Man has lived and worked in Ashdown Forest for 5,000 years, with iron-working during the Roman Period and Saxon Farming, however the forest took on its role as an area of enjoyment in the 11th century, when it was set up as a hunting ground for the Crown (remnants of this can still be seen) and used for rabbit farming (many localities are known as 'Warren's' - indicating their past usage). Ashdown Forest has, throughout history had an important part in the nation's economy, in 1496 French ironmasters were employed to operate the first water powered blast furnace in Britain, at Newbridge near Coleman’s Hatch and in 1505 a water powered steel forge was established at Pippingford. However by the 18th century most iron-working had stopped.

Get in[edit]

Friends Clump, Ashdown Forest, present in Winnie the Pooh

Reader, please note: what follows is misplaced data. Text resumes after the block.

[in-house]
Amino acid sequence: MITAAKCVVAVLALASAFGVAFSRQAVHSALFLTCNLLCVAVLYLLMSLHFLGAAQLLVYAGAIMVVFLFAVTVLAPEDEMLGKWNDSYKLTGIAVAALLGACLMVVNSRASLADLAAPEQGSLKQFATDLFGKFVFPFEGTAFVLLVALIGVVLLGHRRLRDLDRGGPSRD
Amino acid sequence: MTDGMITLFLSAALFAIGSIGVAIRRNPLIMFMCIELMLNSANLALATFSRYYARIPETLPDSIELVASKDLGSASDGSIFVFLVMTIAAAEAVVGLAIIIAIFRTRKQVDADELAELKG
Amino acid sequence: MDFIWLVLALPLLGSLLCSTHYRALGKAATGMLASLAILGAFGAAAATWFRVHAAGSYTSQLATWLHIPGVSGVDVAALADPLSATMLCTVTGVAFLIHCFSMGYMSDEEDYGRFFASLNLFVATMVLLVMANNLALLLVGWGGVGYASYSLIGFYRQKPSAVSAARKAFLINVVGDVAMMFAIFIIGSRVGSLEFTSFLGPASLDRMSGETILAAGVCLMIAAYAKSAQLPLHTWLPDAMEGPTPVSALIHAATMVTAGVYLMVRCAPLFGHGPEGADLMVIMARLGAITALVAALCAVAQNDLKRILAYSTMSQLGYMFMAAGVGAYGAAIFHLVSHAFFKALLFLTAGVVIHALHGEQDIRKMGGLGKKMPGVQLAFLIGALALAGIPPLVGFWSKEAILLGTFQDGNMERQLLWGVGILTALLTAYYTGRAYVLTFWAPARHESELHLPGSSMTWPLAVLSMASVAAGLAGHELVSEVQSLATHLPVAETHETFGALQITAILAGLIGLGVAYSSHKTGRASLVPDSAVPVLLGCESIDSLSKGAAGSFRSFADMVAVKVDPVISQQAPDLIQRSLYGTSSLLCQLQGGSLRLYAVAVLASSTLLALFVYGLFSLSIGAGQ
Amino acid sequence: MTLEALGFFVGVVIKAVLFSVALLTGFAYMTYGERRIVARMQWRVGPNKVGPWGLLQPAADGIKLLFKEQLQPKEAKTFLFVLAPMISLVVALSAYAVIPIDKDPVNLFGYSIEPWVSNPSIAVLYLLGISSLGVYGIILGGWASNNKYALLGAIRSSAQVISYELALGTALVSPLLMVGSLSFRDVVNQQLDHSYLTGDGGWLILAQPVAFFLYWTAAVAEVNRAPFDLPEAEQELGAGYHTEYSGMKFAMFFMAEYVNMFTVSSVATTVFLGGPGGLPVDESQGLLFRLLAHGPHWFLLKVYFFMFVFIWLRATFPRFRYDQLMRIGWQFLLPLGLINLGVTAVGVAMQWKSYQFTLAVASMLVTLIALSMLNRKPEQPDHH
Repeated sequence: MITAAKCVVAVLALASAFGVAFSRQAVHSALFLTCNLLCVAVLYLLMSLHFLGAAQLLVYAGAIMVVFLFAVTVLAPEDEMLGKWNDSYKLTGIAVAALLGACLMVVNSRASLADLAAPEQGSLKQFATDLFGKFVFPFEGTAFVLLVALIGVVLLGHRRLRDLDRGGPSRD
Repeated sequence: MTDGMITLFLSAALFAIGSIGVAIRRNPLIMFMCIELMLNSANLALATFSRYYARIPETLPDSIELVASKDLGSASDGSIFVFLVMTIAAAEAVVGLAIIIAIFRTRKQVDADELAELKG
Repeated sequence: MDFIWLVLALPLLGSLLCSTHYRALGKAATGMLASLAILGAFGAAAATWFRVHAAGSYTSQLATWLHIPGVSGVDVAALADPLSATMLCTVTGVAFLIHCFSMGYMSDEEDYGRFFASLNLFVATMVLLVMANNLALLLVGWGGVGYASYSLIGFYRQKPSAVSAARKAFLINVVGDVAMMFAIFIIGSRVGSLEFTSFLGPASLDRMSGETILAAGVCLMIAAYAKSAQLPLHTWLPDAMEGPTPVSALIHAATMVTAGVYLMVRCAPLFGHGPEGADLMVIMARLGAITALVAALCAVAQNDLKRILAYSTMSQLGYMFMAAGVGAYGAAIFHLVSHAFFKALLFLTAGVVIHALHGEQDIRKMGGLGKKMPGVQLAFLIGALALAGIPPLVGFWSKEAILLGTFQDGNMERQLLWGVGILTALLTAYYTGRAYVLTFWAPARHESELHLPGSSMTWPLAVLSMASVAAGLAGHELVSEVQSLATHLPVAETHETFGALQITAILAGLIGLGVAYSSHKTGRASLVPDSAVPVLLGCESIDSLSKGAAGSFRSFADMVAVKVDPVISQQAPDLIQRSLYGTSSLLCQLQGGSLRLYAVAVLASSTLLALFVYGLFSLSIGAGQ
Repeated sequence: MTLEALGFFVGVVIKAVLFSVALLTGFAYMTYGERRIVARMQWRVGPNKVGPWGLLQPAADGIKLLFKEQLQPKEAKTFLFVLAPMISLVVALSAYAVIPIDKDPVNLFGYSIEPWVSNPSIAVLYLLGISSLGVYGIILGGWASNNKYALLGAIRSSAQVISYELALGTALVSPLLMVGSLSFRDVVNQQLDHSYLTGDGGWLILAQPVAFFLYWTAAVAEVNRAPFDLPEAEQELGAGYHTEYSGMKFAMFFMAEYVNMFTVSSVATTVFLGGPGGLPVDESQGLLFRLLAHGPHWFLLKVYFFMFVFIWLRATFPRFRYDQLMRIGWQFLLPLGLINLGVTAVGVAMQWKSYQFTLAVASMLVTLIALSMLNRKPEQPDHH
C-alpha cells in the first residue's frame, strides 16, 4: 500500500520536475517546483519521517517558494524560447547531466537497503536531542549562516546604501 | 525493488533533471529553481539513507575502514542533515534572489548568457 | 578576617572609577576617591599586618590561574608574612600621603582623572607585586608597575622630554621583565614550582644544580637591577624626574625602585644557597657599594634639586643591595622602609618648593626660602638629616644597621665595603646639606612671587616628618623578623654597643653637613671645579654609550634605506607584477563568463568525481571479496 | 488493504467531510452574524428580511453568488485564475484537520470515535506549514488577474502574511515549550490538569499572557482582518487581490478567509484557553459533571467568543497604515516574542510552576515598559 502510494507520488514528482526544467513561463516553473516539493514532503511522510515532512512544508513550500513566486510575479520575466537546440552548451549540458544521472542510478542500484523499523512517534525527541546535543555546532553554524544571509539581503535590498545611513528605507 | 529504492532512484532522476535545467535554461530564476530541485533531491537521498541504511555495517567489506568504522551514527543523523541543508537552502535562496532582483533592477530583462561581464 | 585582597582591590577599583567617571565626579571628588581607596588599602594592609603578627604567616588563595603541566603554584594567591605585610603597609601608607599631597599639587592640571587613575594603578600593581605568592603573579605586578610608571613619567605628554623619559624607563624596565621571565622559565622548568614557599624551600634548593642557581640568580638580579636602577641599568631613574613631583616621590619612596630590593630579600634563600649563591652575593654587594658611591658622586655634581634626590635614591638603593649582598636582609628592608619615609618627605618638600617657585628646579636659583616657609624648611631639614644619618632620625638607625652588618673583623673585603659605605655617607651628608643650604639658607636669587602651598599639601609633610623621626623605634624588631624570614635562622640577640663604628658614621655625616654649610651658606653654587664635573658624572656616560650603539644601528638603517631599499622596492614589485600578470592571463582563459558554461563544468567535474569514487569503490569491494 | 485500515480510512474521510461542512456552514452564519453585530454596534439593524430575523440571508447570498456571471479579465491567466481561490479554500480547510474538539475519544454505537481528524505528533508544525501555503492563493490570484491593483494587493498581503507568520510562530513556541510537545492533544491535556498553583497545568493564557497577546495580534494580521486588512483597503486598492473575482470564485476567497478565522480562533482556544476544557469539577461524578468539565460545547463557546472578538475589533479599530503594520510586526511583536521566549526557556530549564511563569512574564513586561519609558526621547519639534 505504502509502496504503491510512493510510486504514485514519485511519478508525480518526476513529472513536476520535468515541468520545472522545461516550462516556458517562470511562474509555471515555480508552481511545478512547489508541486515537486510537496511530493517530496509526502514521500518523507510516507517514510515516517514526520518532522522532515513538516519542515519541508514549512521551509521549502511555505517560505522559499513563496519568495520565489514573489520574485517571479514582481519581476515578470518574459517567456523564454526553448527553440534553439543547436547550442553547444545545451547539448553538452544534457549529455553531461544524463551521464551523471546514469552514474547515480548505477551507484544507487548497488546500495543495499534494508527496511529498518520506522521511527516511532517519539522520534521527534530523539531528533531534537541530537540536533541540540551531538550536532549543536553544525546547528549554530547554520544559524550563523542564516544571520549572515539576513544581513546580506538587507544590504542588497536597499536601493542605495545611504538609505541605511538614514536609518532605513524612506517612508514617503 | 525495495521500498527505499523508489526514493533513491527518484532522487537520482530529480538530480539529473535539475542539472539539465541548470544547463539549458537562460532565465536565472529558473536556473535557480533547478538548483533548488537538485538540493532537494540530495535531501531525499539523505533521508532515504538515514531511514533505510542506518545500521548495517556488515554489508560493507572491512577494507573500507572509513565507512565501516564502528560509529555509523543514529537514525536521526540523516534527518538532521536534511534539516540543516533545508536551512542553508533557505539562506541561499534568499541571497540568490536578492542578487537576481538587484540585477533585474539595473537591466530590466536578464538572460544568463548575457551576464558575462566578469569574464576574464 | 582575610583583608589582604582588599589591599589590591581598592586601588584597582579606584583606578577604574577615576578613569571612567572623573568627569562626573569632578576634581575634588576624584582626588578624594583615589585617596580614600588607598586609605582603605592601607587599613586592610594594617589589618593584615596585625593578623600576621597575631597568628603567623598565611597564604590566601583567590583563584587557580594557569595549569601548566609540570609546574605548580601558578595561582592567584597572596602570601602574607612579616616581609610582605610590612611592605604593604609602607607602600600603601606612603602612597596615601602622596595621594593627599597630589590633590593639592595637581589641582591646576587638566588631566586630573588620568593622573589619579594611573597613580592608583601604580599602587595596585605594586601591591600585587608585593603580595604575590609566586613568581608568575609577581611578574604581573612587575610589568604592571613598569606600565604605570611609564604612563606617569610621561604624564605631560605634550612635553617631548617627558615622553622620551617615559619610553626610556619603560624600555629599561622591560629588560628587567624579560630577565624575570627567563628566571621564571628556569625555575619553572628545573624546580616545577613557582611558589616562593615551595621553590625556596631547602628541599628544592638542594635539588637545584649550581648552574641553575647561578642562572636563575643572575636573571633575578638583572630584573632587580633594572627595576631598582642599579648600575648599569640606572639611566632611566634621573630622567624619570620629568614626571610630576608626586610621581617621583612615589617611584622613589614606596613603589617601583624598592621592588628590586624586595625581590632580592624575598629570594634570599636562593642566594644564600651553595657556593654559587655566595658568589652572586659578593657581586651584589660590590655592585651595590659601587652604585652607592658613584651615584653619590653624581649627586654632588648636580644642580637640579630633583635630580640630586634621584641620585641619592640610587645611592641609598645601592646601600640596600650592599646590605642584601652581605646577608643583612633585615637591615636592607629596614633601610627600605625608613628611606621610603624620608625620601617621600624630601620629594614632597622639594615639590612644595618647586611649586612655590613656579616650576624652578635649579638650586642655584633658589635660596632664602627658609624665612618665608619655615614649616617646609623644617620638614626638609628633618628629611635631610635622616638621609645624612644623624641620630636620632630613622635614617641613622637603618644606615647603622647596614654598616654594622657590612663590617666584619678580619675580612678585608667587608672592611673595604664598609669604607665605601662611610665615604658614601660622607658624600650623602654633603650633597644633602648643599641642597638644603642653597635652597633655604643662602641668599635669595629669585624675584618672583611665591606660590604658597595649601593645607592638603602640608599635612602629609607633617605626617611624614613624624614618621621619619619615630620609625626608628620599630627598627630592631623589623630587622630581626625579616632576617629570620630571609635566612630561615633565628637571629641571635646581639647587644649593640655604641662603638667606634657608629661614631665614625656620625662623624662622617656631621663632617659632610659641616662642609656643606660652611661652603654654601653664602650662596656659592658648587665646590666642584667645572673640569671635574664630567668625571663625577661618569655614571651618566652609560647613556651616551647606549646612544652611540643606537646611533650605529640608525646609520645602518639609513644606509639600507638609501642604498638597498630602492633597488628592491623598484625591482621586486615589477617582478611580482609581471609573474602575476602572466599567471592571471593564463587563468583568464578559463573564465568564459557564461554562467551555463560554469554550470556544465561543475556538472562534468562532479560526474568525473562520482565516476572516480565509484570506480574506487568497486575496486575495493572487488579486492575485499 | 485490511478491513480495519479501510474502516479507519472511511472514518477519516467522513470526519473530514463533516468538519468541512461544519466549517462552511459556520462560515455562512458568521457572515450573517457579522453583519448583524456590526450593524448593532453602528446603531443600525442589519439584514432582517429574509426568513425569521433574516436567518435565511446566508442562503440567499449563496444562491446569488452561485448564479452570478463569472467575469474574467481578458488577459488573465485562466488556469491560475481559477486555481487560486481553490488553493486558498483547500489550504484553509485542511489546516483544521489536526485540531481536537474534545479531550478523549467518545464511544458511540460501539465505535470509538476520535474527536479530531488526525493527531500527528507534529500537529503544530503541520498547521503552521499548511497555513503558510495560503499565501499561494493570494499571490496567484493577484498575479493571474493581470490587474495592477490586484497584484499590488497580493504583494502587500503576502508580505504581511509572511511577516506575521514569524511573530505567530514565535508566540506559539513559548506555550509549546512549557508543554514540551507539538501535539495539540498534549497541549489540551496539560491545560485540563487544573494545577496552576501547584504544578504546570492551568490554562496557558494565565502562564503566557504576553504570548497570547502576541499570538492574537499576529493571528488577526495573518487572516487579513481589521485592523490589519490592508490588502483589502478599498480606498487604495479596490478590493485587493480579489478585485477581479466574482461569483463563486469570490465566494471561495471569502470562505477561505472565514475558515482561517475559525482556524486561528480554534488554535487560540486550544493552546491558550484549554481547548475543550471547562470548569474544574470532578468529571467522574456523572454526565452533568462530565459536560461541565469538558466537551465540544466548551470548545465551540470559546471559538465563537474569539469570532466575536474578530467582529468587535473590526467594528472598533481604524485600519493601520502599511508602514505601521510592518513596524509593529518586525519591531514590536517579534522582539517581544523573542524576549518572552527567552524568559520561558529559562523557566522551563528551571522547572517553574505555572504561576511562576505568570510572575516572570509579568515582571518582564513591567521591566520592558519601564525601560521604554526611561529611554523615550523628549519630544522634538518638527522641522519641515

From London[edit]

  • Car — the A22 to Eastbourne passes right through Ashdown Forest, linking East Grinstead, Uckfield and Nutley to London.
  • Train — 1/2 hourly service from London Victoria to East Grinstead and hourly service from London Bridge to Crowborough and Uckfield (the line diverges at Oxted); £24 return to East Grinstead and £18.50. return to Uckfield (Sept 2017).
  • Bus — National Express runs services to East Grinstead, Uckfield and onto Eastbourne

From Kent/Medway Area:

  • Car — the A26 from Maidstone to Newhaven passes through Tunbrdige Wells, Crowborough and Uckfield, there are other routes
  • Train — services to Tunbrdidge Wells
  • Bus — numerous routes from Tunbridge Wells

By air[edit]

The nearest airport is at 1 London Gatwick (LGW IATA), which is a 25 minute drive away.

Get around[edit]

Map of Ashdown Forest